Biden makes 4 million more workers eligible for overtime pay

FILE - A hiring sign is displayed in Riverwoods, Ill., Tuesday, April 16, 2024. The Biden administration has finalized a new rule set to make millions of more salaried workers eligible for overtime pay in the U.S. The move marks the largest expansion in federal overtime eligibility seen in decades. (AP Photo/Nam Y. Huh, File)

By Sophie Boudreau

April 24, 2024

The Biden administration announced a new rule Tuesday to expand overtime pay for around 4 million lower-paid salaried employees nationwide. The regulation will increase salary thresholds required to make workers exempt from overtime pay laws.

In other words, salaried employees who work more than 40 hours per week and make under a certain amount annually—at a higher threshold than before—will be required to receive overtime pay from their employers. The new rule does not change standards for hourly employees, who are already protected by overtime regulations.

The present annual threshold for salaried employees’ overtime pay is around $35,500, set by the Trump administration in 2019. Beginning on July 1, 2024, that cutoff will increase to $43,888. It will further increase to $58,656 on Jan. 1, 2025.

The July increase raises the salary threshold based on methodology used in the 2019 update, while the January increase will apply new methodology included under today’s ruling. The new system also promises to update thresholds every three years with the application of current wage data.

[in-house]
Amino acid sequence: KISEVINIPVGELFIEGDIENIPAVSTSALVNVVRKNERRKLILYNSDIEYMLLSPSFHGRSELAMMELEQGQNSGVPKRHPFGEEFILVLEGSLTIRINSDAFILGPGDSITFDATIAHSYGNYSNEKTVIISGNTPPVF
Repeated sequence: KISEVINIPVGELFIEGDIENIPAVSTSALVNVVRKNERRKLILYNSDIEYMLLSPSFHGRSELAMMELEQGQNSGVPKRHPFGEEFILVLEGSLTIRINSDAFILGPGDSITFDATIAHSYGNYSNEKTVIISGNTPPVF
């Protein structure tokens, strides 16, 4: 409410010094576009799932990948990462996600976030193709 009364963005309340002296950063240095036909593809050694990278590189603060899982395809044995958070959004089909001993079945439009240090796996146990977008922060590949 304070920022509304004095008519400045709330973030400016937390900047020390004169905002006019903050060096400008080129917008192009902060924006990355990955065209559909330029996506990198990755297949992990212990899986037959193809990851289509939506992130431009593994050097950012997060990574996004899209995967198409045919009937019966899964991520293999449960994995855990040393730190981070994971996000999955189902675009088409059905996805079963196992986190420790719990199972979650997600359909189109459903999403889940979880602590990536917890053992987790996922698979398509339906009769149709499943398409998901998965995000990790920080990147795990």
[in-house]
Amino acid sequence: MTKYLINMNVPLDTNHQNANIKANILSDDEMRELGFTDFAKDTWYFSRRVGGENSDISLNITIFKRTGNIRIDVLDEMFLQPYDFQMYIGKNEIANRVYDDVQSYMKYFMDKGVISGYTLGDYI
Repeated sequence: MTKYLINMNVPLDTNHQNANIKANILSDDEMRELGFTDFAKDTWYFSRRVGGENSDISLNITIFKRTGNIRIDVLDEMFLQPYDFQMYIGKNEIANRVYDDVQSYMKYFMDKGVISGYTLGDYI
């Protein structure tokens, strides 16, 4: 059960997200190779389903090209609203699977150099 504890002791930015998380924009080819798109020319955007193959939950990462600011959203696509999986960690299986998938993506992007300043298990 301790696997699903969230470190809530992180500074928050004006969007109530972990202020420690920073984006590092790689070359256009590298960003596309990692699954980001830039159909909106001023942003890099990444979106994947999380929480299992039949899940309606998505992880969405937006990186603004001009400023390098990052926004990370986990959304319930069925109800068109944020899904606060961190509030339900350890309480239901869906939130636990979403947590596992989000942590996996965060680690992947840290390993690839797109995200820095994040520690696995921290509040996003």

Acting US Department of Labor (DOL) Secretary Julie Su said the new rule helps protect salaried workers on the lower end of the pay scale and ensures employees can spend more time with their families without worrying about unequal compensation.

“This rule will restore the promise to workers that if you work more than 40 hours in a week, you should be paid more for that time,” she said in a statement. “Too often, lower-paid salaried workers are doing the same job as their hourly counterparts but are spending more time away from their families for no additional pay. That is unacceptable.”

The DOL first considered updating its mandatory overtime pay rule for salaried workers in 2023, turning to unions, employers, and stakeholders to gather opinions and perspectives ahead of solidifying the new regulation. A DOL press release says the updated rule “defines and delimits who is a bona fide executive, administrative and professional employee exempt from the Fair Labor Standards Act’s overtime protections.”

While Democrats and DOL representatives laud the update as a win for lower-income salaried workers, the rule is likely to face legal challenges—just as a similar Obama era update did.


  • Sophie Boudreau

    Sophie Boudreau is a writer and editor with nearly a decade of experience covering lifestyle, culture, and political topics. She previously served as senior editor at eHow and produced Michigan and Detroit content for Only In Your State.

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